teenagers are somebodies
I had a very interesting and multi-faceted conversation with a friend the other night. We were talking about Antigone and the multiple difficulties inhernent in discussing the play, and in discussing with students who have never read Oedipus Rex. At some point, Antigone's age had become a point of discussion for the class (was she 17 or 13). That got us talking about teenagers today and how they are largely ignored. Now some of you are reacting this way: "What? But so much of society is geared toward the teenage consumer--what do you mean ignored?" True. Much of marketed products are geared toward teenaged consumers. But. How often does an adult take a teenager seriously? How often do teachers in the average school carry on discussions with their students in which the students opinions are given merit and weight? How many parents involve their teenagers in family decision making? Not enough. I think that a large part of so-called "behavioral issues" among today's student bodies can be chalked up to teenagers being ignored. Think about your high school years. How many classes incorporated serious, thoughtful discussion in which the students' thoughts/opinions were taken as serious talking points? I have a feeling not many, if you can think of any. The structure of today's classroom--despite serious modern undermining of professorial authority--is geared more like this: students sit in desks and have ideas poured into their brains by teachers who lecture most of the class and then ask basic factual recognizanze questions to discover whether or not the students are listening. Am I right? Here's a better model (and one that shows how much I agree with the classical model of education): high school students are given facts and context for what they are studying, then they learn to reason out their own ideas and opinions, and practice expressing them in class. Hmmm. In which model would teenagers feel usefull and significant? Here's the reason this matters: my friend is a graduate assistant in charge of leading discussions over reading covered in the class; he often struggles to get his college students to talk--to express their opinions and discuss them. Because the structure of most high school classrooms ignores the input of its students, when these students get into a college classroom, many of them have no idea how to form or express an opinion, but they are suddenly expected to. Now suddenly they are to be contributers, but no one has taught them how. How frustrating that is for both them and their instructors! The solution? Adults need to appreciate the significance of teenagers. This attitude that teenagers are troublesome and unreasonable needs to go. (Of course, that would be helped if we could get rid of the teachers who hate their high school students and think they are stupid--I've worked with some of these.) Don't anyone misperceive me, and say that I think teenagers are autonomous beings who are the same as adults. I don't. Teenagers still have a lot to learn, and just because you give them serious credit for their ideas and opinions doesn't mean you go along with them/agree with them/make decisions based on them. Teenagers are not adults, but they are almost adults and should be given credit for that. Teenagers have a lot to offer--adults, whether parents, teachers, or mentors, should recognize that. Ignoring the value of teenagers simply stunts their ability to interact as adults when they get there. And before they get there, it spurs them to act out to get the attention they ought to be getting for their ideas rather than their behavior. I think society would be amazed at the difference that would occur if teenagers were led down the road to adulthood with respect and consideration, rather than expecting them to be silent and swallow whatever adults hand them to swallow.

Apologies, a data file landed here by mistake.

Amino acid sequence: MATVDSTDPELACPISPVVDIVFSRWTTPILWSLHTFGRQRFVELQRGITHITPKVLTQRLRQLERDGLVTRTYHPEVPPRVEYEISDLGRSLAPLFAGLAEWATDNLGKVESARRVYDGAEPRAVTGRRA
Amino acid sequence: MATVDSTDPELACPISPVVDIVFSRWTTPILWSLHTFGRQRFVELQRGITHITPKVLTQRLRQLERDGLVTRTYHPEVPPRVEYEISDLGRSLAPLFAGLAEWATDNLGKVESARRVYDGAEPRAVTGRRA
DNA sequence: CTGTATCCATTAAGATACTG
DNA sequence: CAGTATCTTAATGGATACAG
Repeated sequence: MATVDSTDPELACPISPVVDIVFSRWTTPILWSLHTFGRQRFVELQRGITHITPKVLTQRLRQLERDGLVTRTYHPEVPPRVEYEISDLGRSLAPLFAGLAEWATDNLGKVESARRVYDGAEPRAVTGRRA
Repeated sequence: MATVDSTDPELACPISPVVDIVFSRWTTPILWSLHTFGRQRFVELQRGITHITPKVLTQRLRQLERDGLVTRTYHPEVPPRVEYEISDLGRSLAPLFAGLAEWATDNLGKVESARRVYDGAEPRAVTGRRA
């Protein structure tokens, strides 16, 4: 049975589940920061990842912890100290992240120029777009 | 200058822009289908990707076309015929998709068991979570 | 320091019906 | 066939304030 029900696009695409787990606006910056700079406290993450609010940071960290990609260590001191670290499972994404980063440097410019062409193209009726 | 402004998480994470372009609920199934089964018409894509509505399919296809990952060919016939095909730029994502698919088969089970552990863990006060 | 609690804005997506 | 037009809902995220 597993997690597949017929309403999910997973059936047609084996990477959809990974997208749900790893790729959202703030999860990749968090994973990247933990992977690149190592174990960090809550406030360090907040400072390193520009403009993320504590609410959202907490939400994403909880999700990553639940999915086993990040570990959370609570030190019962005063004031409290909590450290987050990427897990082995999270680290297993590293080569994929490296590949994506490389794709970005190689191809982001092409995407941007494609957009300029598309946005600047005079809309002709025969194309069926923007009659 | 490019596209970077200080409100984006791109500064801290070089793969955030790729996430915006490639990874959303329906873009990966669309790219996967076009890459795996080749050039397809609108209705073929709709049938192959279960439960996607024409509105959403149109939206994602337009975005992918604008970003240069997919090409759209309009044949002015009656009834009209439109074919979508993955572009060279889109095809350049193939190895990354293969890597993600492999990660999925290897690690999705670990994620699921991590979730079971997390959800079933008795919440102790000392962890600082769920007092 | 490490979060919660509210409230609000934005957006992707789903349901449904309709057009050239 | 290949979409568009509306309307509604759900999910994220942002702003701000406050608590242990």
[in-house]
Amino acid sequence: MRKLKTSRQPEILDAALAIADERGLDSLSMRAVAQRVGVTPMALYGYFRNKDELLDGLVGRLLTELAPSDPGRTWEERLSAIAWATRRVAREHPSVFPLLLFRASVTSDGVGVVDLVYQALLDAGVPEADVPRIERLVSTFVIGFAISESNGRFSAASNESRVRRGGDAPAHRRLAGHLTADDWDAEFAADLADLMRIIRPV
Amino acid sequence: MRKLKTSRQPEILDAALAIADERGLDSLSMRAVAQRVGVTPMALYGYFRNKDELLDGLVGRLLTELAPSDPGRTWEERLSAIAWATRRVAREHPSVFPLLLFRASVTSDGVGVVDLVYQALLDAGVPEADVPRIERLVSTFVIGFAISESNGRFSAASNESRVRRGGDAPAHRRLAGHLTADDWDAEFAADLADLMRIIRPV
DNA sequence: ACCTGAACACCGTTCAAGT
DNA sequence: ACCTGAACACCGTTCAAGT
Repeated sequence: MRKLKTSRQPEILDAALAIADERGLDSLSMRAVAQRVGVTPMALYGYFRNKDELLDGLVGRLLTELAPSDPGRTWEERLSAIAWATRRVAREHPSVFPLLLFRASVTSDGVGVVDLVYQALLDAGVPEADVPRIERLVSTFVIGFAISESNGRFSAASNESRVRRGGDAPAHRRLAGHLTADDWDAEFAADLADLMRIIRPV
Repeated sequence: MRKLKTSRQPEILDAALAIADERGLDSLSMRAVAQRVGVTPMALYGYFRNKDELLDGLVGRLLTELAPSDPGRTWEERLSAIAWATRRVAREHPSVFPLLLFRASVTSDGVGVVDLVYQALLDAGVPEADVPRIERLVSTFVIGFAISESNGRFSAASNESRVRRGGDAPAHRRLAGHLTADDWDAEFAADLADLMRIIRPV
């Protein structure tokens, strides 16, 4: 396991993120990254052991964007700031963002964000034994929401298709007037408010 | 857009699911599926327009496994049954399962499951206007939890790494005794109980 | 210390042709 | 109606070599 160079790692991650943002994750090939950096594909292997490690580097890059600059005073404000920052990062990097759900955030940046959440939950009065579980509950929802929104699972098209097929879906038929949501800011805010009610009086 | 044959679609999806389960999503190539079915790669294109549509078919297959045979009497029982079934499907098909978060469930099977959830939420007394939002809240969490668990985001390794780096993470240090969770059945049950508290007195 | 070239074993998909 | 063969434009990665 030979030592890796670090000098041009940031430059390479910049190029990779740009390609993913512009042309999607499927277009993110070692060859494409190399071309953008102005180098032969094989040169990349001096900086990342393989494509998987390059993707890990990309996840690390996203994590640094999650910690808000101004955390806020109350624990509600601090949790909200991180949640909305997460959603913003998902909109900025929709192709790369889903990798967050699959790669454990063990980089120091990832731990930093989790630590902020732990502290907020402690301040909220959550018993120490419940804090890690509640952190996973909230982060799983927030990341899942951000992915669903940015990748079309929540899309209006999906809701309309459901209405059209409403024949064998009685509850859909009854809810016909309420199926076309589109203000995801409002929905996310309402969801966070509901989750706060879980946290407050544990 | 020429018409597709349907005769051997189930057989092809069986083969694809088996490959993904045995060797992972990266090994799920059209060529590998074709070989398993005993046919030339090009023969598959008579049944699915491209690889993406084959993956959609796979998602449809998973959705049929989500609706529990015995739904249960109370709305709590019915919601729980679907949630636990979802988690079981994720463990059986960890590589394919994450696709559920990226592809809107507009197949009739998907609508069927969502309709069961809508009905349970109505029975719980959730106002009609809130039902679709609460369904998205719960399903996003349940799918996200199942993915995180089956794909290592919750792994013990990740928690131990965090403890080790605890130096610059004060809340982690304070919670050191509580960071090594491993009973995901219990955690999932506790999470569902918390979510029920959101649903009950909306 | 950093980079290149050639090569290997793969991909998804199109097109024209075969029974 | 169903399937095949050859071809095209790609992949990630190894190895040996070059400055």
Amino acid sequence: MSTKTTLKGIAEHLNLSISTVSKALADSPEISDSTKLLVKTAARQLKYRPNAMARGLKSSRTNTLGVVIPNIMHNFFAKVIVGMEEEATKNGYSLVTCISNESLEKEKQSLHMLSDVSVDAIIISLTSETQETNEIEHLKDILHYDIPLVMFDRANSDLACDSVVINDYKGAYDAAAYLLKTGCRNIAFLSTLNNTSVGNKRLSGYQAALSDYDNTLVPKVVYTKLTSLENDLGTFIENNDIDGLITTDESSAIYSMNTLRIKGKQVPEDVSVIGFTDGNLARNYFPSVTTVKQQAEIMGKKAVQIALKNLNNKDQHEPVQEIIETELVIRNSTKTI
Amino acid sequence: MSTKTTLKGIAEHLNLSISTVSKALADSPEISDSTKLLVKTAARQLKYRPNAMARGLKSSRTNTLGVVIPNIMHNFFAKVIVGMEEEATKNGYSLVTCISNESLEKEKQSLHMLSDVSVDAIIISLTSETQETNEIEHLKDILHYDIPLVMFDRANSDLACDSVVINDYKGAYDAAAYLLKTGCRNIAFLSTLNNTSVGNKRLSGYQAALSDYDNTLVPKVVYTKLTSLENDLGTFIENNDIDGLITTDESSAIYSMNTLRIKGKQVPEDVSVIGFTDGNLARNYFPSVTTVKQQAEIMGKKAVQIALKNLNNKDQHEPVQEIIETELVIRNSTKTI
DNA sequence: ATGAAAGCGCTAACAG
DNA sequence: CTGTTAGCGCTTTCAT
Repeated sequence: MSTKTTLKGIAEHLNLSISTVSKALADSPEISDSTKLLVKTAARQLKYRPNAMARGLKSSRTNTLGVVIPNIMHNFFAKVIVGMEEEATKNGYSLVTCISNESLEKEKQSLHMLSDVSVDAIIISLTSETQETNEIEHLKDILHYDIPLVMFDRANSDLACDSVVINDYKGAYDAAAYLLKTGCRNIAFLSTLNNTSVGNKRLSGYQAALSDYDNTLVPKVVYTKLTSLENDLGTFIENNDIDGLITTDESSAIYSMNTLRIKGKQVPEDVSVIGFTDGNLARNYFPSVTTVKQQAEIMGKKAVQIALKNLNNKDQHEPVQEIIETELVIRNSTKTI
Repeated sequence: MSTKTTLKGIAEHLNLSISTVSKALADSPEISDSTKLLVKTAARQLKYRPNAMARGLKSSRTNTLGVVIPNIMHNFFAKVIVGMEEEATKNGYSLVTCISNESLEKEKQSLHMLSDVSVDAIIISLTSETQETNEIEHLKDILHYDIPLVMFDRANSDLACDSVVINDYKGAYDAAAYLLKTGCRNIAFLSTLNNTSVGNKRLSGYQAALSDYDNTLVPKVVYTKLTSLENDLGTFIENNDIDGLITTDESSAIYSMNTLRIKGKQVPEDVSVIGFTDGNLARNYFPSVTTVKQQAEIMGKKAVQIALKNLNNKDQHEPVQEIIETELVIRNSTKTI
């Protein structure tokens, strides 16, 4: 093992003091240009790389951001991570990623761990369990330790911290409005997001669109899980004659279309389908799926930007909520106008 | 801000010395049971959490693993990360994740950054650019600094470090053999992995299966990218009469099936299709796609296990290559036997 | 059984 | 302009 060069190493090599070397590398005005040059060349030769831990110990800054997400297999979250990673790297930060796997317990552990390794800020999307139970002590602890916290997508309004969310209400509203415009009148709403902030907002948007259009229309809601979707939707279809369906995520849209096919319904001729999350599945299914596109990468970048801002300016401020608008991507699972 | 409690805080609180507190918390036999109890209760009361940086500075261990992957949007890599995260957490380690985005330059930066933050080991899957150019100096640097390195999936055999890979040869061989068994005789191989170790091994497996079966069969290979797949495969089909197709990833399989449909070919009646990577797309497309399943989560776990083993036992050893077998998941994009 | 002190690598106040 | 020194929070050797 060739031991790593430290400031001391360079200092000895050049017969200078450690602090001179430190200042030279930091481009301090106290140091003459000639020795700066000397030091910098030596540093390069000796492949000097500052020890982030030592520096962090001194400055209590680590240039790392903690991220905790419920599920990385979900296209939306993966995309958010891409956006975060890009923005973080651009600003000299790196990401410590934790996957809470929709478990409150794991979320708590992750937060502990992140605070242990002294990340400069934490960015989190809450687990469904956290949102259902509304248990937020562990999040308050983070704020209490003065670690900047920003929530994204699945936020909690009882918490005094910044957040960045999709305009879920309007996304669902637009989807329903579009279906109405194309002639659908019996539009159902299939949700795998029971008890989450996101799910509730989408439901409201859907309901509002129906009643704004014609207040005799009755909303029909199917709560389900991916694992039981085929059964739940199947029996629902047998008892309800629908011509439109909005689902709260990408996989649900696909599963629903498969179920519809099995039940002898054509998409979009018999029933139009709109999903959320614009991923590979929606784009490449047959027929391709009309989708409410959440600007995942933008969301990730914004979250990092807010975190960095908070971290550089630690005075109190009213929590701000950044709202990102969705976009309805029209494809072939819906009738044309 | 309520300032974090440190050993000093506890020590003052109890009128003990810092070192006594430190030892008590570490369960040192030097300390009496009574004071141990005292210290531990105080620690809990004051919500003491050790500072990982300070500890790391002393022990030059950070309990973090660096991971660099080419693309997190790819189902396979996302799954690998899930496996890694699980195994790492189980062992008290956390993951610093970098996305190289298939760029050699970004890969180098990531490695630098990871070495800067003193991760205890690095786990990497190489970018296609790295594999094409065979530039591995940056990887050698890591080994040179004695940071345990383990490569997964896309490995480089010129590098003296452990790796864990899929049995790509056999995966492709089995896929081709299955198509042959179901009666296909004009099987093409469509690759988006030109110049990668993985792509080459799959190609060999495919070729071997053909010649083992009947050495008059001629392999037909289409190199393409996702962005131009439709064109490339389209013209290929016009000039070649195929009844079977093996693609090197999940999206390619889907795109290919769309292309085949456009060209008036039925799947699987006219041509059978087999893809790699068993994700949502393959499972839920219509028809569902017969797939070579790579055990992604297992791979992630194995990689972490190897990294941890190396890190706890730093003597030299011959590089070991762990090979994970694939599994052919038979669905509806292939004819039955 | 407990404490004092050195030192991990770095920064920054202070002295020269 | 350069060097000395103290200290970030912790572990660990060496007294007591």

I hope all that made sense. At any rate, I try very much to treat my high schoolers as independent beings who have a great deal to contribute to my class. Their answers may not always be right, but when they aren't, we discuss why. It never fails that I have to fight against the fear of being wrong. Even with homeschooled students. There is so often a fear of saying something I won't agree with and that will be wrong. I tell my students over and over to just say what they think. Just because I don't agree with them doesn't necessarily make the answer wrong. If they can't defend their position, I'll count it wrong; but if they have good reason for their opinion, then points for them. We'll discuss it. Sometimes I learn a completely new way of looking at something because of a student. I have a broader knowledge base than my students, but I am still just as much a student as they are. If I discount their input, I rob myself and I undermine their growth. That's not saying I don't fight the temptation to always present my opinions as the absolute right answer--the power involved in being a teacher can be terribly mishandled and very narcotic--but they aren't. I've learned alot from my teenagers, and I hope above all else that I've taught them that they are valuable, they are contributors that matter in my class and in society. If other teachers did the same, if they made teenagers feel valuable rather than insignificant, imagine the adults we would be sending into the world.